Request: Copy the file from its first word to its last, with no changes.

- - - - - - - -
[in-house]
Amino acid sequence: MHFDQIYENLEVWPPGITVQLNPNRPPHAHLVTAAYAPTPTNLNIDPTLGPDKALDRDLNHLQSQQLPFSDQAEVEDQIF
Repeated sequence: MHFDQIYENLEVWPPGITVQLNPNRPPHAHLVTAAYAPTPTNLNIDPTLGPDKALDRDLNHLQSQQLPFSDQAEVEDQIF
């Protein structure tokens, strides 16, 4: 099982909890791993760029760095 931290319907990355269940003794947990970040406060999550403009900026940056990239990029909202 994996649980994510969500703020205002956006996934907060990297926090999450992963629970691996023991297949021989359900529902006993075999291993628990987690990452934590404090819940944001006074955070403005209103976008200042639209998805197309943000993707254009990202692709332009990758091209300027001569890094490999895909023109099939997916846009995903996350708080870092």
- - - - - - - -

[in-house]
Amino acid sequence: MHFDQIYENLEVWPPGITVQLNPNRPPHAHLVTAAYAPTPTNLNIDPTLGPDKALDRDLNHLQSQQLPFSDQAEVEDQIF
Repeated sequence: MHFDQIYENLEVWPPGITVQLNPNRPPHAHLVTAAYAPTPTNLNIDPTLGPDKALDRDLNHLQSQQLPFSDQAEVEDQIF
């Protein structure tokens, strides 16, 4: 099982909890791993760029760095 931290319907990355269940003794947990970040406060999550403009900026940056990239990029909202 994996649980994510969500703020205002956006996934907060990297926090999450992963629970691996023991297949021989359900529902006993075999291993628990987690990452934590404090819940944001006074955070403005209103976008200042639209998805197309943000993707254009990202692709332009990758091209300027001569890094490999895909023109099939997916846009995903996350708080870092």